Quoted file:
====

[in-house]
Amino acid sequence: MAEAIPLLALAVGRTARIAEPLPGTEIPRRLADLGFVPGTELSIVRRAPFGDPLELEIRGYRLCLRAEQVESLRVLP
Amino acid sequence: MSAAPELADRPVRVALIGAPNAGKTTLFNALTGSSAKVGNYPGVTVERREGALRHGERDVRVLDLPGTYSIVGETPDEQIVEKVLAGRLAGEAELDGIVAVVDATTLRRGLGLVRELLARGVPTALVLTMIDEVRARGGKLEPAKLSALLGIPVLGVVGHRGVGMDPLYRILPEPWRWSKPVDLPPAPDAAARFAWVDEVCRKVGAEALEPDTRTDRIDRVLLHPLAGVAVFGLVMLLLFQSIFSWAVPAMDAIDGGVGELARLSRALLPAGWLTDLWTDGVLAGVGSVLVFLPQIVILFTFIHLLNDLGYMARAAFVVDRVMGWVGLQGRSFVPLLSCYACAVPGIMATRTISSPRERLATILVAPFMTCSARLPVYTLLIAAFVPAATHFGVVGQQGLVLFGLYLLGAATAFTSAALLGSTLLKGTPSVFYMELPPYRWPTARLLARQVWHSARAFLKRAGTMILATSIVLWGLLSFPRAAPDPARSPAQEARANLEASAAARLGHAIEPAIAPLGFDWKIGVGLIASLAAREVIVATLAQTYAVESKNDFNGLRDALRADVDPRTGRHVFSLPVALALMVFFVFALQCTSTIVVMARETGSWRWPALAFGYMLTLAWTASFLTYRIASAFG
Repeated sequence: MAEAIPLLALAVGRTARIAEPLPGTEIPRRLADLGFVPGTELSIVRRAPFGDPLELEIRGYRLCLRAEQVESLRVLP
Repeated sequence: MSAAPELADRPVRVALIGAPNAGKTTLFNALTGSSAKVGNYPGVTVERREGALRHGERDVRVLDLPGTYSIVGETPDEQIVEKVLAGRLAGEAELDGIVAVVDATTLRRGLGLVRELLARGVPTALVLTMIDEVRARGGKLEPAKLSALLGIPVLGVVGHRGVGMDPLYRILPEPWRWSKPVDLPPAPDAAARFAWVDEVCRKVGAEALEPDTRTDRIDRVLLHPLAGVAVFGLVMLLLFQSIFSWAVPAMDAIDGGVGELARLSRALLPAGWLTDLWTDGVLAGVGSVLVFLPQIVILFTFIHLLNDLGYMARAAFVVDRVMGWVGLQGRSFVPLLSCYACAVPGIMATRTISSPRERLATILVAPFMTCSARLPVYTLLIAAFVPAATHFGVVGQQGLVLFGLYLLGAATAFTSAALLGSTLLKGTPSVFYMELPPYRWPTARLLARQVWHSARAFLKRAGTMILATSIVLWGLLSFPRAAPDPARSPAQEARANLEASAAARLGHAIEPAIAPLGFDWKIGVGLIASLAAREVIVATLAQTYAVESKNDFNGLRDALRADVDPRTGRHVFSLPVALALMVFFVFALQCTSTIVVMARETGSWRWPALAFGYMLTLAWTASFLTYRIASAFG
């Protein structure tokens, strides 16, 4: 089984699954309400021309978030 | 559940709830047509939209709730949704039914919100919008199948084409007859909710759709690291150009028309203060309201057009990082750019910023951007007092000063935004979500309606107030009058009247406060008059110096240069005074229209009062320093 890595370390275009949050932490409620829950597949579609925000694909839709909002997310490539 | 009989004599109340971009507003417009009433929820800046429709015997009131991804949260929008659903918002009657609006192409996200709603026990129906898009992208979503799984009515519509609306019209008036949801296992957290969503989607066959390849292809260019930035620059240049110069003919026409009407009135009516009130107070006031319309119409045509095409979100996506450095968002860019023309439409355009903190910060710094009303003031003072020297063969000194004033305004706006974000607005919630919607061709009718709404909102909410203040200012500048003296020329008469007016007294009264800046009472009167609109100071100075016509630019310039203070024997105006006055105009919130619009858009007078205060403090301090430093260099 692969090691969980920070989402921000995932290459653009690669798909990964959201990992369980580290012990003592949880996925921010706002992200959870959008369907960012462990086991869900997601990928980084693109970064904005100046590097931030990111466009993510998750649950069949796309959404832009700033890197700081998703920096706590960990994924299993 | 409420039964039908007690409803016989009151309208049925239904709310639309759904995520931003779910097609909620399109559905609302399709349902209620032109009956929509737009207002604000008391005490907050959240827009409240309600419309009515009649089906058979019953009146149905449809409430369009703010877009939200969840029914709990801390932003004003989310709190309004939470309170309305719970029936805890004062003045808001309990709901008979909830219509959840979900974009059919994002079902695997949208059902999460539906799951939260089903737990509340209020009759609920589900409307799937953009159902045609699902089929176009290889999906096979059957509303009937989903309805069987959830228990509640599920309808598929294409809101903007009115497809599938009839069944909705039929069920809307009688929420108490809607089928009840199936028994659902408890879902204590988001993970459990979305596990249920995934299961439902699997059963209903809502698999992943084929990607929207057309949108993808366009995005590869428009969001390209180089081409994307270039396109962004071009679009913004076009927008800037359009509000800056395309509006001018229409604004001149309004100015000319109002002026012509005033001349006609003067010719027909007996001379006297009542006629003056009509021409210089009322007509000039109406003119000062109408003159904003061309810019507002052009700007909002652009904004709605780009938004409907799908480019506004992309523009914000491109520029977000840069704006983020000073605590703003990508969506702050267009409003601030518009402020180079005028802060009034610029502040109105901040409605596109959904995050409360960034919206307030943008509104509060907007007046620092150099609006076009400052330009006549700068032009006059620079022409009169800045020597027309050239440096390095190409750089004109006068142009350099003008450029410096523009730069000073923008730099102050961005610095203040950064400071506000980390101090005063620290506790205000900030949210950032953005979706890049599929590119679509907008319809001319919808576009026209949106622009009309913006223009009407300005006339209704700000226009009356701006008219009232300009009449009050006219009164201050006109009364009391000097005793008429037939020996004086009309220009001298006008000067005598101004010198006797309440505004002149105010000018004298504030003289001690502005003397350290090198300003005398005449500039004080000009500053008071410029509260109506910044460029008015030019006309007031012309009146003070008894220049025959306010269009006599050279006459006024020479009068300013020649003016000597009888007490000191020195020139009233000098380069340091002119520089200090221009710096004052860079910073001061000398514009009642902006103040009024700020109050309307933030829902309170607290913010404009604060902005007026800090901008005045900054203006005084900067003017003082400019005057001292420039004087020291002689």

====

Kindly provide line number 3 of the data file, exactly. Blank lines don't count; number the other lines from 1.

Amino acid sequence: MSAAPELADRPVRVALIGAPNAGKTTLFNALTGSSAKVGNYPGVTVERREGALRHGERDVRVLDLPGTYSIVGETPDEQIVEKVLAGRLAGEAELDGIVAVVDATTLRRGLGLVRELLARGVPTALVLTMIDEVRARGGKLEPAKLSALLGIPVLGVVGHRGVGMDPLYRILPEPWRWSKPVDLPPAPDAAARFAWVDEVCRKVGAEALEPDTRTDRIDRVLLHPLAGVAVFGLVMLLLFQSIFSWAVPAMDAIDGGVGELARLSRALLPAGWLTDLWTDGVLAGVGSVLVFLPQIVILFTFIHLLNDLGYMARAAFVVDRVMGWVGLQGRSFVPLLSCYACAVPGIMATRTISSPRERLATILVAPFMTCSARLPVYTLLIAAFVPAATHFGVVGQQGLVLFGLYLLGAATAFTSAALLGSTLLKGTPSVFYMELPPYRWPTARLLARQVWHSARAFLKRAGTMILATSIVLWGLLSFPRAAPDPARSPAQEARANLEASAAARLGHAIEPAIAPLGFDWKIGVGLIASLAAREVIVATLAQTYAVESKNDFNGLRDALRADVDPRTGRHVFSLPVALALMVFFVFALQCTSTIVVMARETGSWRWPALAFGYMLTLAWTASFLTYRIASAFG